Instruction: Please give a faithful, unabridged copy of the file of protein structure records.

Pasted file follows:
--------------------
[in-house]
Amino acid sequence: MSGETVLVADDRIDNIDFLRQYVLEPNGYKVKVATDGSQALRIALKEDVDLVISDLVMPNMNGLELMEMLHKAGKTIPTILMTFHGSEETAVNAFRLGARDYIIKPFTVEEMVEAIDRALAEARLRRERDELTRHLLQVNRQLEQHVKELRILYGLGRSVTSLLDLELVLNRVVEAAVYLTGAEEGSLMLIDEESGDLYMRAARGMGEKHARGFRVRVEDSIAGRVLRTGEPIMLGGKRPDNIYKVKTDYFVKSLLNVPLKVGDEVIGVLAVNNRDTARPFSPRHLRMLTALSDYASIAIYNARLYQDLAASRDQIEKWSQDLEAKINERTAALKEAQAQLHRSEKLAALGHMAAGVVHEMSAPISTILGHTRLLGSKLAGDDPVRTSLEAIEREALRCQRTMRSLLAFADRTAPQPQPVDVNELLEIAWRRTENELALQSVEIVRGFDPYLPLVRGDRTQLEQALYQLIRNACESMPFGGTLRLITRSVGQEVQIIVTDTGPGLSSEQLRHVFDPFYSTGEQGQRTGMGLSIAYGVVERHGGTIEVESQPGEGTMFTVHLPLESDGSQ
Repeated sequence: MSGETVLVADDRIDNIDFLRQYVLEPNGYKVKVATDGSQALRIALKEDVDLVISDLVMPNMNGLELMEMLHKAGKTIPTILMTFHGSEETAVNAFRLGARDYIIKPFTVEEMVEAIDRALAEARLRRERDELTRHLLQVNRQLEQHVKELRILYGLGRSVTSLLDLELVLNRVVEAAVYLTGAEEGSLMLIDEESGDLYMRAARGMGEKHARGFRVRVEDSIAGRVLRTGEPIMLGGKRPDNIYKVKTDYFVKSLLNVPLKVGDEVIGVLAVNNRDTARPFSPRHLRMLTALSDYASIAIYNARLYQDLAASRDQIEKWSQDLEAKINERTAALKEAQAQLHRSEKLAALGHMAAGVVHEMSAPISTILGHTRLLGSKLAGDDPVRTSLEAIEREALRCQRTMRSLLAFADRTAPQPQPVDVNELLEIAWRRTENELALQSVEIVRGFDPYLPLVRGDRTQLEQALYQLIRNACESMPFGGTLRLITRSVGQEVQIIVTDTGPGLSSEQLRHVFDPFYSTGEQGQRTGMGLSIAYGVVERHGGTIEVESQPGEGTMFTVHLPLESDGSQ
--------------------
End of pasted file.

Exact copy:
[in-house]
Amino acid sequence: MSGETVLVADDRIDNIDFLRQYVLEPNGYKVKVATDGSQALRIALKEDVDLVISDLVMPNMNGLELMEMLHKAGKTIPTILMTFHGSEETAVNAFRLGARDYIIKPFTVEEMVEAIDRALAEARLRRERDELTRHLLQVNRQLEQHVKELRILYGLGRSVTSLLDLELVLNRVVEAAVYLTGAEEGSLMLIDEESGDLYMRAARGMGEKHARGFRVRVEDSIAGRVLRTGEPIMLGGKRPDNIYKVKTDYFVKSLLNVPLKVGDEVIGVLAVNNRDTARPFSPRHLRMLTALSDYASIAIYNARLYQDLAASRDQIEKWSQDLEAKINERTAALKEAQAQLHRSEKLAALGHMAAGVVHEMSAPISTILGHTRLLGSKLAGDDPVRTSLEAIEREALRCQRTMRSLLAFADRTAPQPQPVDVNELLEIAWRRTENELALQSVEIVRGFDPYLPLVRGDRTQLEQALYQLIRNACESMPFGGTLRLITRSVGQEVQIIVTDTGPGLSSEQLRHVFDPFYSTGEQGQRTGMGLSIAYGVVERHGGTIEVESQPGEGTMFTVHLPLESDGSQ
Repeated sequence: MSGETVLVADDRIDNIDFLRQYVLEPNGYKVKVATDGSQALRIALKEDVDLVISDLVMPNMNGLELMEMLHKAGKTIPTILMTFHGSEETAVNAFRLGARDYIIKPFTVEEMVEAIDRALAEARLRRERDELTRHLLQVNRQLEQHVKELRILYGLGRSVTSLLDLELVLNRVVEAAVYLTGAEEGSLMLIDEESGDLYMRAARGMGEKHARGFRVRVEDSIAGRVLRTGEPIMLGGKRPDNIYKVKTDYFVKSLLNVPLKVGDEVIGVLAVNNRDTARPFSPRHLRMLTALSDYASIAIYNARLYQDLAASRDQIEKWSQDLEAKINERTAALKEAQAQLHRSEKLAALGHMAAGVVHEMSAPISTILGHTRLLGSKLAGDDPVRTSLEAIEREALRCQRTMRSLLAFADRTAPQPQPVDVNELLEIAWRRTENELALQSVEIVRGFDPYLPLVRGDRTQLEQALYQLIRNACESMPFGGTLRLITRSVGQEVQIIVTDTGPGLSSEQLRHVFDPFYSTGEQGQRTGMGLSIAYGVVERHGGTIEVESQPGEGTMFTVHLPLESDGSQ